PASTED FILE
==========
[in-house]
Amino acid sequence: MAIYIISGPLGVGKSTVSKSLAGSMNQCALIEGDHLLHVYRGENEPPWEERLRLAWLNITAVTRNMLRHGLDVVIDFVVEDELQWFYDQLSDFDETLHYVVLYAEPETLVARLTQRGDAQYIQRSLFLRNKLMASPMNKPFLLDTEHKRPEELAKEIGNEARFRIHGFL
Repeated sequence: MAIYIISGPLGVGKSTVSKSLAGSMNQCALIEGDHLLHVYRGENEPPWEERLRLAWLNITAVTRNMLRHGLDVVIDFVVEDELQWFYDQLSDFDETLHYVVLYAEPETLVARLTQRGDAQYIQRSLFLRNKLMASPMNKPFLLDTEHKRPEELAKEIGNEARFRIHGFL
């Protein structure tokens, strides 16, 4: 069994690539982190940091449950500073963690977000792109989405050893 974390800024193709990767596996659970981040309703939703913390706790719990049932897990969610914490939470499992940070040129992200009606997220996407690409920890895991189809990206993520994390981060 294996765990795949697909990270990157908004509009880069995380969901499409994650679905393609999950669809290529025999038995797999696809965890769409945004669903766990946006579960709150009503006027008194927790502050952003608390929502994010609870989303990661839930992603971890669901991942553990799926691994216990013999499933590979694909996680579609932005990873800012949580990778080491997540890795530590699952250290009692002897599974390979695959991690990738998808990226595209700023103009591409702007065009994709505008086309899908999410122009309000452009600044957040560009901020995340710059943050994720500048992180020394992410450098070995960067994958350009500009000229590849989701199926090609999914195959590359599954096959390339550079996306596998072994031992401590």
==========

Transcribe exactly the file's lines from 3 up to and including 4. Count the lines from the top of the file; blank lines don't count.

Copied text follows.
Repeated sequence: MAIYIISGPLGVGKSTVSKSLAGSMNQCALIEGDHLLHVYRGENEPPWEERLRLAWLNITAVTRNMLRHGLDVVIDFVVEDELQWFYDQLSDFDETLHYVVLYAEPETLVARLTQRGDAQYIQRSLFLRNKLMASPMNKPFLLDTEHKRPEELAKEIGNEARFRIHGFL
């Protein structure tokens, strides 16, 4: 069994690539982190940091449950500073963690977000792109989405050893 974390800024193709990767596996659970981040309703939703913390706790719990049932897990969610914490939470499992940070040129992200009606997220996407690409920890895991189809990206993520994390981060 294996765990795949697909990270990157908004509009880069995380969901499409994650679905393609999950669809290529025999038995797999696809965890769409945004669903766990946006579960709150009503006027008194927790502050952003608390929502994010609870989303990661839930992603971890669901991942553990799926691994216990013999499933590979694909996680579609932005990873800012949580990778080491997540890795530590699952250290009692002897599974390979695959991690990738998808990226595209700023103009591409702007065009994709505008086309899908999410122009309000452009600044957040560009901020995340710059943050994720500048992180020394992410450098070995960067994958350009500009000229590849989701199926090609999914195959590359599954096959390339550079996306596998072994031992401590």